Hostname: page-component-88dd8db54-7p5v5 Total loading time: 0 Render date: 2024-03-05T08:49:15.902Z Has data issue: false hasContentIssue false

A reciprocal theorem for Marangoni propulsion

Published online by Cambridge University Press:  11 February 2014

Hassan Masoud*
Department of Mechanical and Aerospace Engineering, Princeton University, Princeton, NJ 08544, USA Applied Mathematics Laboratory, Courant Institute of Mathematical Sciences, New York University, New York, NY 10012, USA
Howard A. Stone
Department of Mechanical and Aerospace Engineering, Princeton University, Princeton, NJ 08544, USA
Email address for correspondence:


We study the Marangoni propulsion of a spheroidal particle located at a liquid–gas interface. The particle asymmetrically releases an insoluble surface-active agent and so creates and maintains a surface tension gradient leading to the self-propulsion. Assuming that the surface tension has a linear dependence on the concentration of the released agent, we derive closed-form expressions for the translational speed of the particle in the limit of small capillary, Péclet and Reynolds numbers. Our derivations are based on the Lorentz reciprocal theorem, which eliminates the need to develop the detailed flow field.

© 2014 Cambridge University Press 

Access options

Get access to the full version of this content by using one of the access options below. (Log in options will check for institutional or personal access. Content may require purchase if you do not have access.)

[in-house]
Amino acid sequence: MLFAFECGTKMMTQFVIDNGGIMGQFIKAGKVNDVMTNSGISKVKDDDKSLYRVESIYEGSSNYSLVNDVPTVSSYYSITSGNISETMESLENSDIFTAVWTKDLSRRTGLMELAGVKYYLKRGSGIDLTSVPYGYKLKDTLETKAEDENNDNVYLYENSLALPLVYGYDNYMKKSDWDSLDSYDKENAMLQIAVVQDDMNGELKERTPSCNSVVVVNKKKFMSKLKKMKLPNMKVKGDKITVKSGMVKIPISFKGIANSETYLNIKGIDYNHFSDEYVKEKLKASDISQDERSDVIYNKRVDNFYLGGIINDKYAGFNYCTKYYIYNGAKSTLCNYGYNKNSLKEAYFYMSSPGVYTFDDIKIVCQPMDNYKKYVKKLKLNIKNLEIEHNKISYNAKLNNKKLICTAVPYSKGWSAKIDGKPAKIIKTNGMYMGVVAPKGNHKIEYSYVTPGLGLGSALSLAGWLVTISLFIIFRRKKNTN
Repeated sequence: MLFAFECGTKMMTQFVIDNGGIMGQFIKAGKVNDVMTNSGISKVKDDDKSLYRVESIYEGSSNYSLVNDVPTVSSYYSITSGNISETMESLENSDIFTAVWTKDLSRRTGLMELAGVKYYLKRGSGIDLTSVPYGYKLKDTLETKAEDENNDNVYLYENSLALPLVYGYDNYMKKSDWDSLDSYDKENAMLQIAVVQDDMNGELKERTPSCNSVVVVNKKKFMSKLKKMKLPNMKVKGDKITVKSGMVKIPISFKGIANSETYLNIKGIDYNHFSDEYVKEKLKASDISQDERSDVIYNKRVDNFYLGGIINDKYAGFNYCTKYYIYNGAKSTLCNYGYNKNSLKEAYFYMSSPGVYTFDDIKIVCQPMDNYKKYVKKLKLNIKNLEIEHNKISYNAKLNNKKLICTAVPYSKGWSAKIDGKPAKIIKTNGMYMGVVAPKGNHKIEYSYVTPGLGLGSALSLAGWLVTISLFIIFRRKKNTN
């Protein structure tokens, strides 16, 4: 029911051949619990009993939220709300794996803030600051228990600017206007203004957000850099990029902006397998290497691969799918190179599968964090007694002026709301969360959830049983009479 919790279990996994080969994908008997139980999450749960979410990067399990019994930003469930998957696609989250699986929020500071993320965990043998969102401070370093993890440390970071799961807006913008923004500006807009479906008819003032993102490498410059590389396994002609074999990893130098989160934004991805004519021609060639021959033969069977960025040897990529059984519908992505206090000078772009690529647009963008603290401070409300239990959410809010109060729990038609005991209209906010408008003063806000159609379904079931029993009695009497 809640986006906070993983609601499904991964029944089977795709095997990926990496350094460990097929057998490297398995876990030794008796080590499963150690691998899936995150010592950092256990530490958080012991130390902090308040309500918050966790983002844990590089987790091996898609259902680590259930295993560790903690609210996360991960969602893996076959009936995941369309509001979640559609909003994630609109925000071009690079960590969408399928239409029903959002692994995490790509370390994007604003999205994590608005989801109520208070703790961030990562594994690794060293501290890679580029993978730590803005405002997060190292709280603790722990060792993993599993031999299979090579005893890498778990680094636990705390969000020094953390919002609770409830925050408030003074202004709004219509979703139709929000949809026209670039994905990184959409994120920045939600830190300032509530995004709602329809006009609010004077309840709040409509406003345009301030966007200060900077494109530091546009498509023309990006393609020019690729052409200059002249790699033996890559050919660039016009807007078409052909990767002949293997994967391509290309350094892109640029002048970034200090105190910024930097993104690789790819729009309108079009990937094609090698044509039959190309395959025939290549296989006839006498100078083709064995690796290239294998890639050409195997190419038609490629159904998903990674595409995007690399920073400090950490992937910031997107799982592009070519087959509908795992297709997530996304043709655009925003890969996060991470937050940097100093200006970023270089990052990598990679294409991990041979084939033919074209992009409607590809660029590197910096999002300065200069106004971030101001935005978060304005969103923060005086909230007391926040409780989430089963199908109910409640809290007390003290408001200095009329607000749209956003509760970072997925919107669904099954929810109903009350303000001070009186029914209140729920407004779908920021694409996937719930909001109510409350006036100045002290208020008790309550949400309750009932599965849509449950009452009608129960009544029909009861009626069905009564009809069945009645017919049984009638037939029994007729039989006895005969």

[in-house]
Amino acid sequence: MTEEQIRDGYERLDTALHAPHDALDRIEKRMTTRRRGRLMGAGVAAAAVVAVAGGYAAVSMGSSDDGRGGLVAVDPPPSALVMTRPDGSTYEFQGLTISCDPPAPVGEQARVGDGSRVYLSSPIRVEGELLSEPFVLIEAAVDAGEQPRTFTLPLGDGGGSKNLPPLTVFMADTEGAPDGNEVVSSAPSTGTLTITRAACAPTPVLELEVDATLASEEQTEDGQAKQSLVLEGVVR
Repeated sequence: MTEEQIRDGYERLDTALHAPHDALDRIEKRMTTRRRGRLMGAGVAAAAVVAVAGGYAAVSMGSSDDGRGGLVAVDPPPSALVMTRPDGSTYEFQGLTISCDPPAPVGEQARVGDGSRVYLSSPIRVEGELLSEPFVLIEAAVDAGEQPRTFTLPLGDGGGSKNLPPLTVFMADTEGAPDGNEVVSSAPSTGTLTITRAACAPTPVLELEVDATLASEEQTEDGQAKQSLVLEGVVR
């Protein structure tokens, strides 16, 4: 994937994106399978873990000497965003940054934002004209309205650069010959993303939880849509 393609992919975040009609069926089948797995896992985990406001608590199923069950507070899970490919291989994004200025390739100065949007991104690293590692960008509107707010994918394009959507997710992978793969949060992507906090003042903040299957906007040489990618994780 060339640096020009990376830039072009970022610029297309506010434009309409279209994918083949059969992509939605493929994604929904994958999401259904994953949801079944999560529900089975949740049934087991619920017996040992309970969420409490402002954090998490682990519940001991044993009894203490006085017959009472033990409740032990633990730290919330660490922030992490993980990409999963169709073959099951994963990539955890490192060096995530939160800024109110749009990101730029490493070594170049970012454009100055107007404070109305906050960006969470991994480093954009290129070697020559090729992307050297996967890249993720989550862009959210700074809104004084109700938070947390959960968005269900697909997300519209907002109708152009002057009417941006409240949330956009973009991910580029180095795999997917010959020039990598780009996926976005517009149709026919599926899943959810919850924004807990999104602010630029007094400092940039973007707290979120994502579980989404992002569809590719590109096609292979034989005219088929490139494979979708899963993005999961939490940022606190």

Acree, W. E. 1984 Empirical expression for predicting surface tension of liquid mixtures. J. Colloid Interface Sci. 101, 575576.CrossRefGoogle Scholar
Adamson, A. W. 1990 Physical Chemistry of Surfaces. Wiley.Google Scholar
Bush, J. W. M. & Hu, D. L. 2006 Walking on water: biolocomotion at the interface. Annu. Rev. Fluid Mech. 38, 339369.Google Scholar
Crowdy, D. G. 2013 Wall effects on self-diffusiophoretic Janus particles: a theoretical study. J. Fluid Mech. 735, 473498.Google Scholar
Happel, J. & Brenner, H. 1965 Low Reynolds Number Hydrodynamics, with Special Applications to Particulate Media. Prentice-Hall.Google Scholar
Lauga, E. & Davis, A. M. J. 2012 Viscous Marangoni propulsion. J. Fluid Mech. 705, 120133.Google Scholar
Morse, P. M. & Feshbach, H. 1953 Methods of Theoretical Physics. McGraw-Hill.Google Scholar
Nadim, A., Haj-Hariri, H. & Borhan, A. 1990 Thermocapillary migration of slightly deformed droplets. Part. Sci. Technol. 8, 191198.Google Scholar
Nakata, S., Iguchi, Y., Ose, S., Kuboyama, M., Ishii, T. & Yoshikawa, K. 1997 Self-rotation of a camphor scraping on water: new insight into the old problem. Langmuir 13, 44544458.CrossRefGoogle Scholar
Rayleigh, L. 1889 Measurements of the amount of oil necessary in order to check the motions of camphor upon water. Proc. R. Soc. Lond. 47, 364367.Google Scholar
Stone, H. A. & Samuel, A. D. T. 1996 Propulsion of microorganisms by surface distortions. Phys. Rev. Lett. 77, 41024104.Google Scholar
Zhang, H., Duan, W., Liu, L. & Sen, A. 2013 Depolymerization-powered autonomous motors using biocompatible fuel. J. Am. Chem. Soc. 135, 1573415737.Google Scholar